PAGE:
Super heavy-lift launch vehicle

A super heavy-lift launch vehicle (SHLLV) is a launch vehicle capable of lifting more than 50 tonnes (110,000 lb) of payload into low Earth orbit (LEO).[1][2]

Comparison of Energia, Falcon Heavy, Yenisei, Long March 9, SLS, N1, Saturn V, and Starship. Masses listed are the maximum payload to low Earth orbit in metric tons.

Flown vehicles


  • Saturn V, with an Apollo program payload of a command module, service module, and Lunar Module. The three had a total mass of 45 t (99,000 lb).[3][4] When the third stage and Earth-orbit departure fuel was included, Saturn V actually placed 140 t (310,000 lb) into low Earth orbit.[5] The final launch of Saturn V placed Skylab, a 77,111 kg (170,001 lb) payload, into LEO.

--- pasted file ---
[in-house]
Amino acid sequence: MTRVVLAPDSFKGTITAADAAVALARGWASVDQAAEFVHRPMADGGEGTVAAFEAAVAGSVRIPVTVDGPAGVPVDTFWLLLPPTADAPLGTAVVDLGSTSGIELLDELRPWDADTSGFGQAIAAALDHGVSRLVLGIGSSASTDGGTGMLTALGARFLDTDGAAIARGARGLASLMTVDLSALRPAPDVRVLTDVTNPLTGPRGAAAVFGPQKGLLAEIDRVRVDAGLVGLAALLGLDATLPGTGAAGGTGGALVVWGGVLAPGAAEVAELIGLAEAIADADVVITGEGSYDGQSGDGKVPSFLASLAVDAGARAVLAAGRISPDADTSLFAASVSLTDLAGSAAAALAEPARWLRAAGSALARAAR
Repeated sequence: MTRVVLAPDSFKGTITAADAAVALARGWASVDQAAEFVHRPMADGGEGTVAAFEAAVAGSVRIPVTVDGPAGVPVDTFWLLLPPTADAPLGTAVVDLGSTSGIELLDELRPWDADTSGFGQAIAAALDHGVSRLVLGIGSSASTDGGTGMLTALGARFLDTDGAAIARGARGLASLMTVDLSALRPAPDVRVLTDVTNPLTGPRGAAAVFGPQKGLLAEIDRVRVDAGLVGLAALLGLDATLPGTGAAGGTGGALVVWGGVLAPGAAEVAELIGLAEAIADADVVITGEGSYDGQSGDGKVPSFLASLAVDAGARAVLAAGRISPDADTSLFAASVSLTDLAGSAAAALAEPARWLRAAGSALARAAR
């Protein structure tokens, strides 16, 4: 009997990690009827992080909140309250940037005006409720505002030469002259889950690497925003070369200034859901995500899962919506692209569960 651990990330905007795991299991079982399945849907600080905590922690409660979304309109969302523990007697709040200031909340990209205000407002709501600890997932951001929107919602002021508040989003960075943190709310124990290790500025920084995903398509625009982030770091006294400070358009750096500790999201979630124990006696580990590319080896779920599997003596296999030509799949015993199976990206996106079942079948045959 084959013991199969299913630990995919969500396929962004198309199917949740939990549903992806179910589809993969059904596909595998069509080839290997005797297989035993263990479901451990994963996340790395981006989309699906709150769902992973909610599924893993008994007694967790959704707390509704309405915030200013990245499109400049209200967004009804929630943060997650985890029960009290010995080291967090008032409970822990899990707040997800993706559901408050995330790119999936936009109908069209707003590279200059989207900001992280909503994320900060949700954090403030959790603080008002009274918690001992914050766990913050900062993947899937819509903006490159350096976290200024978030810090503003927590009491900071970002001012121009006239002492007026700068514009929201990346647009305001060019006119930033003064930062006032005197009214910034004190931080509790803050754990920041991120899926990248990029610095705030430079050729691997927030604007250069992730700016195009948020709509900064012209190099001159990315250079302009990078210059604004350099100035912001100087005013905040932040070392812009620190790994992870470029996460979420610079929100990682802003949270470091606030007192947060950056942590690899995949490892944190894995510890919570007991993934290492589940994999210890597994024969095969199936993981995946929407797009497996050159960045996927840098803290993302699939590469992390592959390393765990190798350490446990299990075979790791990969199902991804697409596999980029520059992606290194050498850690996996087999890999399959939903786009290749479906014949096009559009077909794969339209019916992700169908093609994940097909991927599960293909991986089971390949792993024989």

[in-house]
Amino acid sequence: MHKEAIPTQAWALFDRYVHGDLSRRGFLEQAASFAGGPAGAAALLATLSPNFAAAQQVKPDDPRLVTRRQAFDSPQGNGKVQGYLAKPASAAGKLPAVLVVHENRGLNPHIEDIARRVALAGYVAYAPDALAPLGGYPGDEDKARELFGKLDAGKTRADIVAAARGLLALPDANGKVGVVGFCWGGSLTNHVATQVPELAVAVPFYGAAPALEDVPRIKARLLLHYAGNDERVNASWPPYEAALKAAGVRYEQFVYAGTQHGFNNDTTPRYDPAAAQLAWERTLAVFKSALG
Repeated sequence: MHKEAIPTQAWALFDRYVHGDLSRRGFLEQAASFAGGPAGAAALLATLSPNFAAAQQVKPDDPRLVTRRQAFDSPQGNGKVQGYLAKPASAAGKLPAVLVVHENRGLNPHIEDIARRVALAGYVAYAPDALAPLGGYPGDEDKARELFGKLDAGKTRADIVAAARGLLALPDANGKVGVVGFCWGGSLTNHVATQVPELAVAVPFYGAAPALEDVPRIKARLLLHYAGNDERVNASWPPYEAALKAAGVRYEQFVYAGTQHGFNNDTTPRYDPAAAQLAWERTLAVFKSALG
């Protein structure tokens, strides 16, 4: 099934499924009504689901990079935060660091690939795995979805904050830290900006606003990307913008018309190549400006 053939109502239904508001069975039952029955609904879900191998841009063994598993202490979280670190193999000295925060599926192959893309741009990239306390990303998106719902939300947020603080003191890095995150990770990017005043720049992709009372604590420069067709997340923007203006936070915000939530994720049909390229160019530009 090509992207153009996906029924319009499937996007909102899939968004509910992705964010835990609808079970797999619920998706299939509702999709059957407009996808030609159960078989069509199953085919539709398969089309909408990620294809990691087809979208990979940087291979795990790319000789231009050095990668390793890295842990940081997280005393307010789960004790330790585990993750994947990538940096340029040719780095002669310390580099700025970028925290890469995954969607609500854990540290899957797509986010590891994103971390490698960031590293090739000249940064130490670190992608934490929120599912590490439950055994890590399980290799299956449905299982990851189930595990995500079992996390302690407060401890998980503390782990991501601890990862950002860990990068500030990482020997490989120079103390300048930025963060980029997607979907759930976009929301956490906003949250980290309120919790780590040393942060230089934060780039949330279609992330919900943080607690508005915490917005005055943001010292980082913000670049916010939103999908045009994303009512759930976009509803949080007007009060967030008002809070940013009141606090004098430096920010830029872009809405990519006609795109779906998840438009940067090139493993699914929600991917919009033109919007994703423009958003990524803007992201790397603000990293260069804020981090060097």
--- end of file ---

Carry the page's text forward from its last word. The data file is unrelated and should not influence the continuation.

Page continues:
• The Space Shuttle orbited a combined[lower-alpha 1] 122,534 kg (270,142 lb) when launching the Chandra X-ray Observatory on STS-93.[6] Chandra and its two-stage Inertial Upper Stage booster rocket weighed 22,753 kg (50,162 lb).[7]
  • The Energia system was designed to launch up to 105 t (231,000 lb) to low Earth orbit.[8] Energia launched twice before the program was cancelled, but only one flight reached orbit. On the first flight, launching the Polyus weapons platform (approximately 80 t (180,000 lb)), the vehicle failed to enter orbit due to a software error on the kick-stage.[8] The second flight successfully launched the Buran orbiter. [9]

The Space Shuttle and Buran differed from traditional rockets in that both launched what was essentially a reusable stage that carried cargo internally.

Operational, but unproven as super heavy-lift